EAST LANSING, Mich.—Tom Izzo has long been a friend to the media, answering any and all questions that come his way about a variety of topics. He opens his practices and allows access to the press more than just about every other major college basketball program.
But these days, his demeanor is noticeably different. And once again Wednesday, following a 76-68 comeback victory over Penn State, he wouldn’t budge in refraining to comment on the biggest story in East Lansing.
Amidst reports from ESPN’s Outside the Lines of the Michigan State athletic program’s mishandling of sexual assaults over the past decade, Izzo has faced a litany of questions surrounding those cases specifically involving some of his former players. For the third straight postgame press conference, Izzo deflected making bold statements about the reports with several investigations into the university underway.
“I’ve given my comments, I have no additional ones,” Izzo said to ESPN’s Michelle Steele when asked about the allegations. “I’ll cooperate with the investigation, as I always have with any investigation, but that’s about all I’m gonna say about it.”
Steele asked Izzo pointedly about a statement released Tuesday by former Spartan guard Travis Walton, who was linked in the Outside the Lines report to two separate incidents when he was a graduate assistant back in 2010. Walton is accused of sexually assaulting a woman just months after being accused of physically assaulting a woman at an East Lansing bar.
The other allegations regarding Izzo’s program center around a 2010 incident involving then-freshmen Keith Appling and Adreian Payne.
“When the time comes, I’ll be able to speak out. And I know it might be frustrating, but it’s just what I got to do.”
Following Sunday’s game in Maryland, an ESPN reporter confronted Izzo about the allegations, asking the first four questions of the presser and following him to the locker room, where he did not offer any more comments. The media room was also reported to be full that day, as staff had to turn away media members at the door.
“I’m sorry,” Izzo said Wednesday. “I really am, because I watch a lot of TV, and I see on shows that, you know, everybody thinks everybody has the right to (ask the question), and I’ve always believed that.
“I’ve always been a fan of the media. But I’ve got to have my rights too… When the time comes, I’ll be able to speak out. And I know it might be frustrating, but it’s just what I got to do.”
The ESPN reports came just days after the sentencing of former MSU and Team USA gymnastics doctor Larry Nassar, who pled guilty to assaulting young gymnasts under the guise of medical treatment. His sentencing captured national headlines as 156 women—including former Olympic gymnasts—read emotional impact statements in front of the prison-bound former doctor over a seven-day period.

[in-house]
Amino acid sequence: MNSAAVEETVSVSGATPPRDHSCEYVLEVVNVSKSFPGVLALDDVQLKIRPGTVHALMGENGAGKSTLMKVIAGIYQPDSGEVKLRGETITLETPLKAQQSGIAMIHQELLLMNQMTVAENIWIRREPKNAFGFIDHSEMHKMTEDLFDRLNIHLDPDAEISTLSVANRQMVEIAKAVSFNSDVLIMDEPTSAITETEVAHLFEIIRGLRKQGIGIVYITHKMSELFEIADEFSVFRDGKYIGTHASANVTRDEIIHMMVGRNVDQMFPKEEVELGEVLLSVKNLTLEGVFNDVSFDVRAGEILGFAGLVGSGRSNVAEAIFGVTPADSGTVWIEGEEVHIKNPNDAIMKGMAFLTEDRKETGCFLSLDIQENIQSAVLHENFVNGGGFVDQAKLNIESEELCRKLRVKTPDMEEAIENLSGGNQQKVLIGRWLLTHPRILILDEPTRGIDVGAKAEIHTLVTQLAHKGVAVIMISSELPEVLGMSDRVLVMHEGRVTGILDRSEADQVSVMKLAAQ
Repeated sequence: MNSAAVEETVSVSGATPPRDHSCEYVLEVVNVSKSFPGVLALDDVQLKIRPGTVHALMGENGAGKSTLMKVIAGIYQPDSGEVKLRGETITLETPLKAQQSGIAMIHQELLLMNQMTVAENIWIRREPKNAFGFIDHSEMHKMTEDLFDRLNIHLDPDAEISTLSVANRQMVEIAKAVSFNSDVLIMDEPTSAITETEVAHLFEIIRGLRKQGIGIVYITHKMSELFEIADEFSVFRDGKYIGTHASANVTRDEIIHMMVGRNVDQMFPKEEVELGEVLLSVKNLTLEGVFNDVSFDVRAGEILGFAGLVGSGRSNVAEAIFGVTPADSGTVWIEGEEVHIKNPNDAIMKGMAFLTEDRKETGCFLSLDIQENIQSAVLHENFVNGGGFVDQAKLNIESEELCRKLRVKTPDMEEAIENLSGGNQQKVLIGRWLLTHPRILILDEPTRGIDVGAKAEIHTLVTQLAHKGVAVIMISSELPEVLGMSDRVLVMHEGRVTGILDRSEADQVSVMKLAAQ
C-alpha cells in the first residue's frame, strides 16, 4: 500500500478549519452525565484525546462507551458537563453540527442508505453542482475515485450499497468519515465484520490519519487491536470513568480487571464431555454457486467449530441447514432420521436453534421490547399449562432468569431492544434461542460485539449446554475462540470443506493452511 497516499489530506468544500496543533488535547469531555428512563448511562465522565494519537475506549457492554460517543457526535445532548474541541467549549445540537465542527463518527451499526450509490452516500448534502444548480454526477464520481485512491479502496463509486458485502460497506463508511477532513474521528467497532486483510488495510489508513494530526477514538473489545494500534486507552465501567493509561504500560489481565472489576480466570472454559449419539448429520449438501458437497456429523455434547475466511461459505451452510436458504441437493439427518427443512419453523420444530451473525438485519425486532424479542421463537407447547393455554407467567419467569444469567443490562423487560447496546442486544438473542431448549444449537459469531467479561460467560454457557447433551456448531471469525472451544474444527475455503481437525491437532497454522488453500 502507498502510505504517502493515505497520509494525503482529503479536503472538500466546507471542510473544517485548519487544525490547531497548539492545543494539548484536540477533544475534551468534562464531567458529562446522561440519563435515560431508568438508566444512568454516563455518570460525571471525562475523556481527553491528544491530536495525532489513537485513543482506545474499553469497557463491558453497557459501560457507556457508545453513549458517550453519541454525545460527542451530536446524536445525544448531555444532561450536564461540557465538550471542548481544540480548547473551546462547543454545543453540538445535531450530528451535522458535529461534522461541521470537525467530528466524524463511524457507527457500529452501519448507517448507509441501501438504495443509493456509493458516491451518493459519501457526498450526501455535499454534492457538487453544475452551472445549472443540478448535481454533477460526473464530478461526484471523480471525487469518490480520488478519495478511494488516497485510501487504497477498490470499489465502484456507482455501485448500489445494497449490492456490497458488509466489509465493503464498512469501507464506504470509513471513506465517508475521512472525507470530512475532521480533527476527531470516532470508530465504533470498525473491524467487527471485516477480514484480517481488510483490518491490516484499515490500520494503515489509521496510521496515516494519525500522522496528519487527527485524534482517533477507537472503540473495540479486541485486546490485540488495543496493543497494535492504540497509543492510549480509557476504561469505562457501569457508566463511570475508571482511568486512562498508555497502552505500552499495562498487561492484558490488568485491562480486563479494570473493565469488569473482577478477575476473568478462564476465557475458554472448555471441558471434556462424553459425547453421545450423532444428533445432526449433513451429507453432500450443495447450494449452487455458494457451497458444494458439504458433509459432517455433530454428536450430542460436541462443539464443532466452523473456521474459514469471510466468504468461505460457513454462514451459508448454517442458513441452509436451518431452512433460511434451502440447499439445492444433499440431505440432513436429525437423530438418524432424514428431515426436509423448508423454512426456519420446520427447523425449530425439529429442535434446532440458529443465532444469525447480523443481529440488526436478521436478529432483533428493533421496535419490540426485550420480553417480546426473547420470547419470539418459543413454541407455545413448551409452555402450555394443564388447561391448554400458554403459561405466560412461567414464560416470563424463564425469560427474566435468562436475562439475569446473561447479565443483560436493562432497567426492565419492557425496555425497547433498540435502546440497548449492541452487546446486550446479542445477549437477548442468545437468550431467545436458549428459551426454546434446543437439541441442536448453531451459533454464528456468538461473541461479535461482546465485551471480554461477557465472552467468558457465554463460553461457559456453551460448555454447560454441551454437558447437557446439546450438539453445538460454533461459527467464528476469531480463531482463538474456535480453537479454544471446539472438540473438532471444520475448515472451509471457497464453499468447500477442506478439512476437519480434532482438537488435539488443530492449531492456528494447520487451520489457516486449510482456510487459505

While Izzo declined to comment on the investigations into his own program, he continued to echo that he still has “great support for the survivors” of sexual abuse, especially those affected by Nassar. He even added his team would not shy away from being part of the survivors’ healing process.
“We’re open to doing anything that helps the healing process, to be honest with you,” the 23rd-year head coach said. “You know, whatever they need, we’ll do.”
Izzo was asked several times about his reaction to the last few weeks, which have seen the departures of MSU President Lou Anna K. Simon and athletic director Mark Hollis, a longtime friend of Izzo’s.
“We don’t have to worry about my emotions,” Izzo said. “We’ve got to worry about my team’s emotions. I think my team has responded to the pressure of being No. 1, the noise, everything that’s gone on out there.”
In a hastily-called press conference before last Friday’s basketball game against Wisconsin, Izzo’s companion on the football field offered a stern denial of accusations against his program. Mark Dantonio said that “any accusations of [his]handling of any complaints of sexual assault individually are completely false.”
Meanwhile, Izzo’s reactions in the past five days have come in stark contrast to the statement read by Dantonio, prompting questions of whether Izzo—who typically never keeps to a script—is hiding anything. But Izzo is in no rush to make a statement of the like.
“I just don’t think it’s the right time, right now,” he said. “And again, I apologize, but I’m gonna just stick to that right now.”
Izzo will likely face a barrage of questions from another media sector on Saturday, as the Spartans (21-3 overall, 9-2 Big Ten) travel to Indiana for an 8:15 p.m. tipoff.